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The blogosphere isn't poisonous--but the name may be


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July 05, 2006

The blogosphere isn't poisonous--but the name may be

Stephen Baker

I've been thinking about yesterday's post (which I inadvertently posted twice). It's easy to say that the presence of millions of bad bloggers doesn't weigh down the good ones. But a negative association of the word "blogger" could lead some bloggers to start calling themselves something else. Blogger is an ever evolving word. At some point, bloggers may opt to rebrand.

Plenty of labels are available. A blog could be called a journal, a bulletin, a pamphlet or a magazine, and the blogger could easily call him/herself--take your pick--a journalist, writer, pundit, editor or publisher. So if the words blog and blogger don't conjure up what we want to be, there's nothing binding us to them. I'm holding on, at least for the time being. But I'm reminded of the 40-year-old lyrics of Bob Dylan:

Leave your stepping stones behind, something calls for you.

Forget the dead you've left, they will not follow you.

The vagabond who's rapping at your door

Is standing in the clothes that you once wore.

Strike another match, go start anew...

08:28 AM

society

I agree, and in fact I'm not the first to suggest that "blog" may well be a relatively ephemeral title, Stephen. Eventually most web sites will have easy update capabilities at which point a blog will truly have evolved into yet another tool in the Web toolbox.

Then it'll get interesting because then it'll be truly about content, not presentation.

Posted by: Dave Taylor at July 5, 2006 09:17 AM

Agreed, Stephen. In the popular mind a blogger is a lone voice using new media to broadcast views, whether political or personal, to the world. As the world rarely listens, bloggers, it's thought, have to become "dangerous" and "way-out" to succeed.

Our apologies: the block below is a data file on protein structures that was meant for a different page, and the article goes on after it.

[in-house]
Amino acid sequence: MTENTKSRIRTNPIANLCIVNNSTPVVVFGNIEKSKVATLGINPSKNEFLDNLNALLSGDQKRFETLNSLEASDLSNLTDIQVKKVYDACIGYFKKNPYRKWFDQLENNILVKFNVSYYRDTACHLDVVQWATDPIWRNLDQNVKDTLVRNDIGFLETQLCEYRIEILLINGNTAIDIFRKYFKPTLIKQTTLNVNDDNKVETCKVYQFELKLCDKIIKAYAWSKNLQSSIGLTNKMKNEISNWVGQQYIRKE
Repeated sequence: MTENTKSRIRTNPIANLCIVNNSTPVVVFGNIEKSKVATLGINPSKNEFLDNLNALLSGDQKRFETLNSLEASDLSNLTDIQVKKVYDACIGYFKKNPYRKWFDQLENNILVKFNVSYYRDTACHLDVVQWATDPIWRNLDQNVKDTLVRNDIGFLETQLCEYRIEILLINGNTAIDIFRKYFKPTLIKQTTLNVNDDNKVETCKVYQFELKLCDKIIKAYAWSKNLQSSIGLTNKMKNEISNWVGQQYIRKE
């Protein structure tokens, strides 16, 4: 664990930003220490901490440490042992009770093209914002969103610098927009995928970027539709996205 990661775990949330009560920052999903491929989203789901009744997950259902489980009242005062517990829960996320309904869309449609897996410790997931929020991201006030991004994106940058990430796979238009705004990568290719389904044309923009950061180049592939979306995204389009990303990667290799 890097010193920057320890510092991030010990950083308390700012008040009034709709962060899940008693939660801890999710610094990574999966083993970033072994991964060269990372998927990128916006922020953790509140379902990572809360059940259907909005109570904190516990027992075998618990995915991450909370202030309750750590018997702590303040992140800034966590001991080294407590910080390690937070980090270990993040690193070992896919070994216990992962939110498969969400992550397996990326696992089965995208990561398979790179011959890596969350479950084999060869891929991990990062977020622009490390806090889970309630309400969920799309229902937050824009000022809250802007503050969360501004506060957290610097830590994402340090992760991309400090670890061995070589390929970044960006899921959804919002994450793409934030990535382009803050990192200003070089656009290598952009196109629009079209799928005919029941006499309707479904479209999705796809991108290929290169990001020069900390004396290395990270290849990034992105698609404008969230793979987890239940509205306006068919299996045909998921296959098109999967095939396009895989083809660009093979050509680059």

It follows that if you are writing mainstream material, and other writers are involved, naming yourself a "blogger" actually harms your cause.

So, separating the practice of producing constantly-updated Web material from the term "blogging" would be a quantum leap forward. In my view.

Posted by: John Evans (Syntagma) at July 5, 2006 09:45 AM

Stephen:

I've begun using the term "newsfeed" with clients -- as opposed to saying "blog" -- because whenever I used the B-word people looked at me like I was crazy.

Nobody wants to be a blogger or have a blog these days. But if you tell them it's a newsfeed, they feel much more comfortable about the whole idea.

Posted by: John Wagner at July 5, 2006 09:54 AM

Bloggers, in general, do have a bad name. There are regular "attack of the blogosphere" stories that creep up in business magazines and newspapers. Of course, good news doesn't sell as well (if at all) compared to bad news. Such is media.

As you mentioned, blogs are evolving. For example, some don't consider DCX's media-only blog a blog. Plus, is a blog a blog if it doesn't allow comments (i.e., Seth Godin). Blogs are evolving.

There's been a lot of talk the past day or so about credibility. I just see blogs as the online version of talk radio programs/hosts. Mostly opinion; a little news value; listener call-in, but controlled by the host.

Mike

Posted by: Mike Driehorst at July 5, 2006 10:08 AM